By Matthew Perrone
AP Health Writer

WASHINGTON (AP) – Nearly a third of the members on a government panel that made headlines by calling an effort to curb overprescribing of OxyContin and other painkillers “horrible,” have drug-industry ties.

The Interagency Pain Research Coordinating Committee is a government advisory panel of federal scientists, outside academics and patient representatives. Of the 18 committee members at a recent meeting to discuss government handling of pain issues, at least five had financial connections to painkiller manufacturers.

One, a pain specialist from Duke University, has received thousands of dollars in payments from drugmakers, including OxyContin-maker Purdue Pharma and Teva Pharmaceuticals, which sells generic painkillers. Another, a patient advocate, holds a nonprofit position created by a $1.5 million donation by Purdue.

The revelation comes after the committee last month bashed a federal plan to recommend doctors scale back on prescribing painkillers for chronic pain. The guidelines by the Centers for Disease Control and Prevention are intended to curb deadly overdoses tied to highly-addictive opioid drugs, including Percocet and Vicodin.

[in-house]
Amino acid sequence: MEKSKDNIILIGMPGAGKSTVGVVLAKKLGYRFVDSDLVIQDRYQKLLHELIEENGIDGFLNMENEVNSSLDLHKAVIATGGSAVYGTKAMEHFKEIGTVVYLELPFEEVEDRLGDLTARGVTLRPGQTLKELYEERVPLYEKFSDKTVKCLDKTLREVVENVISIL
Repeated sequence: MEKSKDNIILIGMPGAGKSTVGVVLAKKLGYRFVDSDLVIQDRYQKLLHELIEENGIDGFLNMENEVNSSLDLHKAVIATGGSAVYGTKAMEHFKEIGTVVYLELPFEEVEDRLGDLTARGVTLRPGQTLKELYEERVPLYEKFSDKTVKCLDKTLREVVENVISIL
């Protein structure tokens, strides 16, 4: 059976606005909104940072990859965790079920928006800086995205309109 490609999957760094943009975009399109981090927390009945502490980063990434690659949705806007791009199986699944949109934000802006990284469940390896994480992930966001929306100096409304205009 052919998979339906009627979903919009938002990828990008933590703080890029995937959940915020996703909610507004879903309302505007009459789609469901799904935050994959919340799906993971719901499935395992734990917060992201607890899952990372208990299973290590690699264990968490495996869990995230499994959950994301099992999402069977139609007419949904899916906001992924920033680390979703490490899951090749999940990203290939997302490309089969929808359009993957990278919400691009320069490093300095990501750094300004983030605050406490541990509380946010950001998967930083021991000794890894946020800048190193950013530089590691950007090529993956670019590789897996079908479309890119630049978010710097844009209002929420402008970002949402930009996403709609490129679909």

At the time, various committee members called the proposal “ridiculous,” ”horrible,” and “shortsighted.” A week later, the CDC said it would seek more public input on its guidelines – which were largely written behind closed doors.

The apparent conflicts of interest on the panel underscore the pervasive reach of pharmaceutical-industry dollars, even among federal advisers who are supposed to be carefully vetted for such connections before serving. Financial payments from drugmakers have been shown to shape doctors’ medical decisions and researchers’ conclusions. Concerns about that influence led the federal government to begin posting drug-industry payments to doctors in 2014.

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2016-02-23T13:17:31+00:00